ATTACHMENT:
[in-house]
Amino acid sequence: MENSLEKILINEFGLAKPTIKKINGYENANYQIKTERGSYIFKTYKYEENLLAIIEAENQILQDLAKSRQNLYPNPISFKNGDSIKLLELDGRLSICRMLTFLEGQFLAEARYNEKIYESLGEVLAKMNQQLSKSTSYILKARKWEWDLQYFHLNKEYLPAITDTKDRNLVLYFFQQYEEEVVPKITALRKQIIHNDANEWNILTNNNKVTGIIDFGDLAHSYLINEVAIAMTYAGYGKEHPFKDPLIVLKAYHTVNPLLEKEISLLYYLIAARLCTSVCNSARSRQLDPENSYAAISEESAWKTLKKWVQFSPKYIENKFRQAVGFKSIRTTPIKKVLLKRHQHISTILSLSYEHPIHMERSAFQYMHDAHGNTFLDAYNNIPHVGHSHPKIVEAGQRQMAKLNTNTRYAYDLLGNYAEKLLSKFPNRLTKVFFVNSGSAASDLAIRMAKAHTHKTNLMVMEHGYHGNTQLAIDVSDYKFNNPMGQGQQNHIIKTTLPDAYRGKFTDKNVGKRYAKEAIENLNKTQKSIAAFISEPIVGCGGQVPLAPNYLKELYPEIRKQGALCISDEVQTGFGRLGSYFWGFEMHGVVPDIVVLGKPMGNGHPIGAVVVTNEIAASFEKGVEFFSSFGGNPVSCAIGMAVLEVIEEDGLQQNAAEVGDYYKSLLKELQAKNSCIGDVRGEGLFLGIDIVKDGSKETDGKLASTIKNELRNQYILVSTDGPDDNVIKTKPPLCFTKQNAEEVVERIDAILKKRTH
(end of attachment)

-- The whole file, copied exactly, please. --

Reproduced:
[in-house]
Amino acid sequence: MENSLEKILINEFGLAKPTIKKINGYENANYQIKTERGSYIFKTYKYEENLLAIIEAENQILQDLAKSRQNLYPNPISFKNGDSIKLLELDGRLSICRMLTFLEGQFLAEARYNEKIYESLGEVLAKMNQQLSKSTSYILKARKWEWDLQYFHLNKEYLPAITDTKDRNLVLYFFQQYEEEVVPKITALRKQIIHNDANEWNILTNNNKVTGIIDFGDLAHSYLINEVAIAMTYAGYGKEHPFKDPLIVLKAYHTVNPLLEKEISLLYYLIAARLCTSVCNSARSRQLDPENSYAAISEESAWKTLKKWVQFSPKYIENKFRQAVGFKSIRTTPIKKVLLKRHQHISTILSLSYEHPIHMERSAFQYMHDAHGNTFLDAYNNIPHVGHSHPKIVEAGQRQMAKLNTNTRYAYDLLGNYAEKLLSKFPNRLTKVFFVNSGSAASDLAIRMAKAHTHKTNLMVMEHGYHGNTQLAIDVSDYKFNNPMGQGQQNHIIKTTLPDAYRGKFTDKNVGKRYAKEAIENLNKTQKSIAAFISEPIVGCGGQVPLAPNYLKELYPEIRKQGALCISDEVQTGFGRLGSYFWGFEMHGVVPDIVVLGKPMGNGHPIGAVVVTNEIAASFEKGVEFFSSFGGNPVSCAIGMAVLEVIEEDGLQQNAAEVGDYYKSLLKELQAKNSCIGDVRGEGLFLGIDIVKDGSKETDGKLASTIKNELRNQYILVSTDGPDDNVIKTKPPLCFTKQNAEEVVERIDAILKKRTH